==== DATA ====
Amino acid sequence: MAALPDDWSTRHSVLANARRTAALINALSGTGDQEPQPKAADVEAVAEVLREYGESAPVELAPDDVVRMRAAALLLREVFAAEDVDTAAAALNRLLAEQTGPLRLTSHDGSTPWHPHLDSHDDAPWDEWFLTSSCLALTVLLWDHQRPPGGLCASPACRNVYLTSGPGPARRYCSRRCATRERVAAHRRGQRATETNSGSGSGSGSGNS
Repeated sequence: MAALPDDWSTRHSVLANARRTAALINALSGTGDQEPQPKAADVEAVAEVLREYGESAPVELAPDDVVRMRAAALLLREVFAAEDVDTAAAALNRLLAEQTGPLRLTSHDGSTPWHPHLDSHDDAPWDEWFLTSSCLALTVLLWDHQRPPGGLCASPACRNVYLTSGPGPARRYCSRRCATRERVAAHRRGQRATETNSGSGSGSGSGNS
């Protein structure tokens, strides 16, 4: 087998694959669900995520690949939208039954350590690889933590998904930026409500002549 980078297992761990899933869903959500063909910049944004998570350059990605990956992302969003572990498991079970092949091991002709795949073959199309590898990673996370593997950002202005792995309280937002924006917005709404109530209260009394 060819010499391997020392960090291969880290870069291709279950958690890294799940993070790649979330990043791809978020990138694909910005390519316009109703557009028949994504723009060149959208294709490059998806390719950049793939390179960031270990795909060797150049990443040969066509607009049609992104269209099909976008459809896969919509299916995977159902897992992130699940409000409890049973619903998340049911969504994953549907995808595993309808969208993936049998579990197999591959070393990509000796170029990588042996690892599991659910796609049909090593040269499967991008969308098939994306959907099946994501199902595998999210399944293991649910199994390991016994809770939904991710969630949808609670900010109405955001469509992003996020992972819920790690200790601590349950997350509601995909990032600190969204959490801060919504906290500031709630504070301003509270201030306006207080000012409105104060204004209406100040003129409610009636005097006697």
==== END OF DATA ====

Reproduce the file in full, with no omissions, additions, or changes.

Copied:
Amino acid sequence: MAALPDDWSTRHSVLANARRTAALINALSGTGDQEPQPKAADVEAVAEVLREYGESAPVELAPDDVVRMRAAALLLREVFAAEDVDTAAAALNRLLAEQTGPLRLTSHDGSTPWHPHLDSHDDAPWDEWFLTSSCLALTVLLWDHQRPPGGLCASPACRNVYLTSGPGPARRYCSRRCATRERVAAHRRGQRATETNSGSGSGSGSGNS
Repeated sequence: MAALPDDWSTRHSVLANARRTAALINALSGTGDQEPQPKAADVEAVAEVLREYGESAPVELAPDDVVRMRAAALLLREVFAAEDVDTAAAALNRLLAEQTGPLRLTSHDGSTPWHPHLDSHDDAPWDEWFLTSSCLALTVLLWDHQRPPGGLCASPACRNVYLTSGPGPARRYCSRRCATRERVAAHRRGQRATETNSGSGSGSGSGNS
């Protein structure tokens, strides 16, 4: 087998694959669900995520690949939208039954350590690889933590998904930026409500002549 980078297992761990899933869903959500063909910049944004998570350059990605990956992302969003572990498991079970092949091991002709795949073959199309590898990673996370593997950002202005792995309280937002924006917005709404109530209260009394 060819010499391997020392960090291969880290870069291709279950958690890294799940993070790649979330990043791809978020990138694909910005390519316009109703557009028949994504723009060149959208294709490059998806390719950049793939390179960031270990795909060797150049990443040969066509607009049609992104269209099909976008459809896969919509299916995977159902897992992130699940409000409890049973619903998340049911969504994953549907995808595993309808969208993936049998579990197999591959070393990509000796170029990588042996690892599991659910796609049909090593040269499967991008969308098939994306959907099946994501199902595998999210399944293991649910199994390991016994809770939904991710969630949808609670900010109405955001469509992003996020992972819920790690200790601590349950997350509601995909990032600190969204959490801060919504906290500031709630504070301003509270201030306006207080000012409105104060204004209406100040003129409610009636005097006697």